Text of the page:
The point of it…
These word clusters help you to see patterns of repeated phraseology in your concordance, especially if you have a concordance with several thousand lines. Naturally, they will usually contain the search-word itself, since they are based on concordance lines.
Another feature in Concord which helps you see patterns is Patterns.
How it does it…
Clusters are computed automatically if this is not disabled in the main Controller settings for Concord (Concord Settings) where you will see something like this:
where your usual default settings are controlled. "Minimal processing", if checked, means do not compute collocates, clusters, patterns etc. when computing a concordance. (They can always be computed later if the source text files are still present.)
Clusters are sought within these limits: default: 5 words left and right of the search word, but up to 25 left and 25 right allowed. The default is for clusters to be three words in length and you can choose how many of each must be found for the results to be worth displaying (say 3 as a minimum frequency).
Clusters are calculated using the existing concordance lines. That is, any line which has not been deleted or zapped is used for computing clusters.
The default clusters computed may not suit, (and you may want to recompute after deleting some lines), so you can also choose Compute | Clusters () in the Concord menu, so as to choose how many words a cluster should have (cluster size 2 to 4 words recommended), and alter the other settings.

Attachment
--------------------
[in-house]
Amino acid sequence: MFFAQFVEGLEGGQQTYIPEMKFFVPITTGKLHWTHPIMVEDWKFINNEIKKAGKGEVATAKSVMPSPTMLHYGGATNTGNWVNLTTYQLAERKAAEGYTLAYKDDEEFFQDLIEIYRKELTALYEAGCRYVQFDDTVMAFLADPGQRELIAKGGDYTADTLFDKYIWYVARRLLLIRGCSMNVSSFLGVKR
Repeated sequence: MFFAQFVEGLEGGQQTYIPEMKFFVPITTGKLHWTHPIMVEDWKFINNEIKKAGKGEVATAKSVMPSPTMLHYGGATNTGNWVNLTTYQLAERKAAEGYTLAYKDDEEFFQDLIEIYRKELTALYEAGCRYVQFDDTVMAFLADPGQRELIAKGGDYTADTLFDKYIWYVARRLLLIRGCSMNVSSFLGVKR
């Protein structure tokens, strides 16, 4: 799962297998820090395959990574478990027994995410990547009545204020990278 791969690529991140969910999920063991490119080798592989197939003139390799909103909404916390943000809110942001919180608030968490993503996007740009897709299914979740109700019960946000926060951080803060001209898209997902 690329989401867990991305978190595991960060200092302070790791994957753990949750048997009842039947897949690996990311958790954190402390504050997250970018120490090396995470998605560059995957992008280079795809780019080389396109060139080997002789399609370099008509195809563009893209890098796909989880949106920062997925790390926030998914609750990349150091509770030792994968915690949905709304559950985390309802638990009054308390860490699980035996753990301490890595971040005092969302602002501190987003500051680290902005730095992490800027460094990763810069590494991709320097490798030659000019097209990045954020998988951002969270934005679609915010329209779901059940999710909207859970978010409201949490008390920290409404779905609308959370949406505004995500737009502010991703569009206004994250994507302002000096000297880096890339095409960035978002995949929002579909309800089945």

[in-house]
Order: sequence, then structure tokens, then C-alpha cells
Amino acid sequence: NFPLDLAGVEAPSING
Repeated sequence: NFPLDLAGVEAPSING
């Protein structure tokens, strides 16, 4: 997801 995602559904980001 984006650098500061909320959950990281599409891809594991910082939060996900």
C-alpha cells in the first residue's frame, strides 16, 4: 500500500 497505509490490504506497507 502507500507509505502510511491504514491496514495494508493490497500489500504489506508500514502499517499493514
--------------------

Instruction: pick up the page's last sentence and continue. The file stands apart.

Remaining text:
When you press OK, clusters will be computed. In this case we have asked for 3- to 5-word clusters and get results like this:
The clusters have been sorted on the Length column so as to bring the 5-word clusters to the top. At the right there is a set of "Related" clusters, and for most of these lines it is impossible to see all of their entries. To solve this problem, double-click any line in the Related column and another window opens. Here is the window showing what clusters are related to the 3-word cluster, the cause of, which is the most frequent cluster in this set:
"Related" clusters are those which overlap to some extent with others, so that the cause of overlaps with devoted to the cause of, etc. The procedure seeks out cases where the whole of a cluster is found within another cluster.